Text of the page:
The One Question that Guides My Tough COVID Decisions

Amy Keslinke by Amy Keslinke Additional Needs

Amy Keslinke

Amy Keslinke

Amy is mom to 2 small children, one with developmental delays, hearing loss, and a congenital heart defect. She writes at

If you had told me a year ago that my two-year-old would have a Zoom meeting almost every day, I would have called you crazy.

But here we are in 2020, where just about nothing is too crazy anymore.

When my state began shutting down due to coronavirus, all of my son’s up to seven weekly therapy sessions switched from in-home to live video. There was certainly a learning curve, but we have all gotten used to the new normal of video chats with some of our therapist “friends” who used to come to our house.

Now that things are starting to open back up, our family, and perhaps yours too, is left with some decisions to make on whether to continue with video visits or allow some (or all) therapies back into our home (or heading back into an office, if that’s how your therapies are conducted).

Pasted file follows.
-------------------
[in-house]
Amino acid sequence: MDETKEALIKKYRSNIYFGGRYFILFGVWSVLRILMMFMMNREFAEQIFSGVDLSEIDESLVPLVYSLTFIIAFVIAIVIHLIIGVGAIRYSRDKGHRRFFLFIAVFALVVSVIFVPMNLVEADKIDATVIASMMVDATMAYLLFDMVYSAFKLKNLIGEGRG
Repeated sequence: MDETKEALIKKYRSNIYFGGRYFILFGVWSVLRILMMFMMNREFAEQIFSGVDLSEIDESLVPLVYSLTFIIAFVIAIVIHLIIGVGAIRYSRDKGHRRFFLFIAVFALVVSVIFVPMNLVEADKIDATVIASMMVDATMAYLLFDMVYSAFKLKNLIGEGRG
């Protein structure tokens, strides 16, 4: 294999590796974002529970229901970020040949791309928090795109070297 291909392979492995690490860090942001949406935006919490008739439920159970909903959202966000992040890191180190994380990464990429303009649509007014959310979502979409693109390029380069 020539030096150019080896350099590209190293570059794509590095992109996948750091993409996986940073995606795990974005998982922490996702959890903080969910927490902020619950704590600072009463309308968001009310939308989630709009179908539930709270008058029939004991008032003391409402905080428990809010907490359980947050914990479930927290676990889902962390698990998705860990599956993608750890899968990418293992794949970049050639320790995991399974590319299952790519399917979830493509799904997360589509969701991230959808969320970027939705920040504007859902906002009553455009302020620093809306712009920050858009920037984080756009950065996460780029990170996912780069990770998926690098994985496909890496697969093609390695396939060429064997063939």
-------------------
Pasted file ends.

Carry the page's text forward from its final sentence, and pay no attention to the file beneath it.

For me, one simple question guides all of this decision making:

What provides the smallest risk with the potential for the greatest reward?

In our family, having all therapists back in our home is too big of a risk for the amount we believe our son would benefit from live visits again. He is receptive to video call and works well with us as the therapist guides our activities and approach.

This decision doesn’t have to be all or nothing, though. As we weighed each therapy along the same question, my husband and I decided that having physical therapy in-person could provide some significant benefits versus video visits, and we trust and know our therapist well enough to feel that the risk is minimal.

I can’t emphasize enough, though, that every situation is different for every single family. What works for my family will not work for yours, and what works for yours will not work for mine. We can’t compare or judge anyone’s decisions when we filter our decisions through my guiding question: What provides the smallest risk with the greatest reward?

These times are forcing us all into difficult and scary decisions. I’m here to tell you that you’re doing a great job.

Speaking of doing a great job, I can’t close out an article like this without sending a big thank you to all of the hard-working therapists out there. We are so very grateful for all of you, although we probably rarely show it as much as you deserve. You are more special to us than you will ever really know.



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